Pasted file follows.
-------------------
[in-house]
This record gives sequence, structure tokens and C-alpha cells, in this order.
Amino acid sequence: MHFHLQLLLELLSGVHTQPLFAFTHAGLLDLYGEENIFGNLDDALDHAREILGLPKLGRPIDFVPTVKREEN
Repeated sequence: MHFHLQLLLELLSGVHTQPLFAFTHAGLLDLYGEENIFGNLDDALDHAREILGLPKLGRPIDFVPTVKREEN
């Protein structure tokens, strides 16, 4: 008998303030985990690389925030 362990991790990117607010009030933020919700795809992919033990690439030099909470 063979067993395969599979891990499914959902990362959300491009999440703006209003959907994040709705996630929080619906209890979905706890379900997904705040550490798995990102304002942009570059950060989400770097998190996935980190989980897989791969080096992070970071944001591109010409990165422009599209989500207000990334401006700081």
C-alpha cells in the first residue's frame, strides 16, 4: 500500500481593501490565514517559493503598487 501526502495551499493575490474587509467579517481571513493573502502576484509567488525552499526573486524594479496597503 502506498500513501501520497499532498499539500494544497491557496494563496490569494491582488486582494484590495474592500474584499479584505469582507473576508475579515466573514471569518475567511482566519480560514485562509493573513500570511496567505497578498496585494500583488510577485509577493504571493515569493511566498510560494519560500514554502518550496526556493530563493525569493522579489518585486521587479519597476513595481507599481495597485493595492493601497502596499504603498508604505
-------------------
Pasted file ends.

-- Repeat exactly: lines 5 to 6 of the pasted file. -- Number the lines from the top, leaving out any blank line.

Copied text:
């Protein structure tokens, strides 16, 4: 008998303030985990690389925030 362990991790990117607010009030933020919700795809992919033990690439030099909470 063979067993395969599979891990499914959902990362959300491009999440703006209003959907994040709705996630929080619906209890979905706890379900997904705040550490798995990102304002942009570059950060989400770097998190996935980190989980897989791969080096992070970071944001591109010409990165422009599209989500207000990334401006700081």
C-alpha cells in the first residue's frame, strides 16, 4: 500500500481593501490565514517559493503598487 501526502495551499493575490474587509467579517481571513493573502502576484509567488525552499526573486524594479496597503 502506498500513501501520497499532498499539500494544497491557496494563496490569494491582488486582494484590495474592500474584499479584505469582507473576508475579515466573514471569518475567511482566519480560514485562509493573513500570511496567505497578498496585494500583488510577485509577493504571493515569493511566498510560494519560500514554502518550496526556493530563493525569493522579489518585486521587479519597476513595481507599481495597485493595492493601497502596499504603498508604505